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Metaphor Definition: the comparison between two unlike things or ideas without the use of “like” or “as” to assert a similarity between the two that does not otherwise exist


The word metaphor is derived from the ancient Greek and Latin word, metaphora, which means to “carry across” or to “transfer over.” A metaphor’s purpose is to carry over a common trait between two things. Metaphors are used to create a deeper understanding of an idea, allowing it to be understood in a new way by the reader. Metaphors can expand upon a simplified concept, and present it in a way that the audience can easily understand and appreciate. “The Road Not Taken” by Robert Frost is one of the most famous examples of metaphor. In this poem, the narrator describes coming to two forking roads in the woods. The narrator has to make a choice of which path to take, even though both paths seem equal in their invitingness and wear. The narrator laments that one day when he tells this story, he will say he took the road less traveled, or the unexpected journey—which is a metaphor for the journey in his life and the story he will one day tell about that journey.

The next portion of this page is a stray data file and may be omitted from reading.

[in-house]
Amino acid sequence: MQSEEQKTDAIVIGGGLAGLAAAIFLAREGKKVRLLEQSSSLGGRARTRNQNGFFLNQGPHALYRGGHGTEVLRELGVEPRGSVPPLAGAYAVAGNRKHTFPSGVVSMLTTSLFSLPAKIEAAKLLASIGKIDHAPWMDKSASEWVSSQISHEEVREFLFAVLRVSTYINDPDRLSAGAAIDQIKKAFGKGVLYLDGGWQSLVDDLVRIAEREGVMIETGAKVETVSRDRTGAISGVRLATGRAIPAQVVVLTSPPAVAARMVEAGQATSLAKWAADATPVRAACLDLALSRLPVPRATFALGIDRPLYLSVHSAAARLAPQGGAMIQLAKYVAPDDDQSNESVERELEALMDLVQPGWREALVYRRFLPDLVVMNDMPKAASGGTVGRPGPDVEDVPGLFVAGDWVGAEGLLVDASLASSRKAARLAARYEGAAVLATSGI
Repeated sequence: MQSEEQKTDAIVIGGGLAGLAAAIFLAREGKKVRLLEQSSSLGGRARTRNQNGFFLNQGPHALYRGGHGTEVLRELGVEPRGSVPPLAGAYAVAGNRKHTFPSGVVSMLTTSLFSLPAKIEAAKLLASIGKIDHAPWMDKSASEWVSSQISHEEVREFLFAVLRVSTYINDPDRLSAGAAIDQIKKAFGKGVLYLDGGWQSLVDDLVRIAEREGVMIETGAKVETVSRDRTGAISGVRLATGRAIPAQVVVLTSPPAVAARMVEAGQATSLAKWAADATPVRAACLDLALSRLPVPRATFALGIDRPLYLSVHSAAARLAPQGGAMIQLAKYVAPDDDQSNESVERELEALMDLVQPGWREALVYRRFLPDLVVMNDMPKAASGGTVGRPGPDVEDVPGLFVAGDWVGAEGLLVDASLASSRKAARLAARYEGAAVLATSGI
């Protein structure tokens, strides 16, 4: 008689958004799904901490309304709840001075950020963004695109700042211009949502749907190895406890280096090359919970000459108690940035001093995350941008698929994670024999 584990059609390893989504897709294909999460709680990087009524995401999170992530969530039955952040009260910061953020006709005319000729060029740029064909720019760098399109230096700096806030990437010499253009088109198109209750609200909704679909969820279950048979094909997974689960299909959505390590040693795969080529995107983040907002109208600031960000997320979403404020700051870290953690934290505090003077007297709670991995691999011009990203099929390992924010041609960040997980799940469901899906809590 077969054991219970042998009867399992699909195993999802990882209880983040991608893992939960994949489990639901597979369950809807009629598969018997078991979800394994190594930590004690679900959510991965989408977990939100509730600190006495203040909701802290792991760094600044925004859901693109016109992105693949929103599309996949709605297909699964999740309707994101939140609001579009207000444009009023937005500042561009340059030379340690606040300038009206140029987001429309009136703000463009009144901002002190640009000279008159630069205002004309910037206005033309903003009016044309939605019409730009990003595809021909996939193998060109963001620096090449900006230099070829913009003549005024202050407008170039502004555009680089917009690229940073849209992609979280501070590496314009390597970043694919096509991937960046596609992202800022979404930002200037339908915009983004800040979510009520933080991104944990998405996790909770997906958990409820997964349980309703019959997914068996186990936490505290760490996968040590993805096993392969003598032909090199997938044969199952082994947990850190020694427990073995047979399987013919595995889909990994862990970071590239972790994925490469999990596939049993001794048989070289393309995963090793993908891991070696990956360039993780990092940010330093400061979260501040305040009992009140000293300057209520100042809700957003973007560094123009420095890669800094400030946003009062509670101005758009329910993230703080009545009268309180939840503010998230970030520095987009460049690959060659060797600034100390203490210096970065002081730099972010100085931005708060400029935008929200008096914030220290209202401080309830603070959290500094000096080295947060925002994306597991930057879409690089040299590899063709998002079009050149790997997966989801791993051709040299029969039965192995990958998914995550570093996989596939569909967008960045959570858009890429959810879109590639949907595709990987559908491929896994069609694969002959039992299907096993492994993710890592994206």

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Notable Metaphor Examples in Literature

“The Road Not Taken” by Robert Frost

Life’s but a walking shadow, a poor player
That struts and frets his hour upon the stage
And then is heard no more.

“But soft! What light through yonder window breaks?
It is the east, and Juliet is the sun.”

Be sure to check out our article, "Figurative Language"!

Learn more about various devices in literature in our Picture Encyclopedia of Literary Elements!
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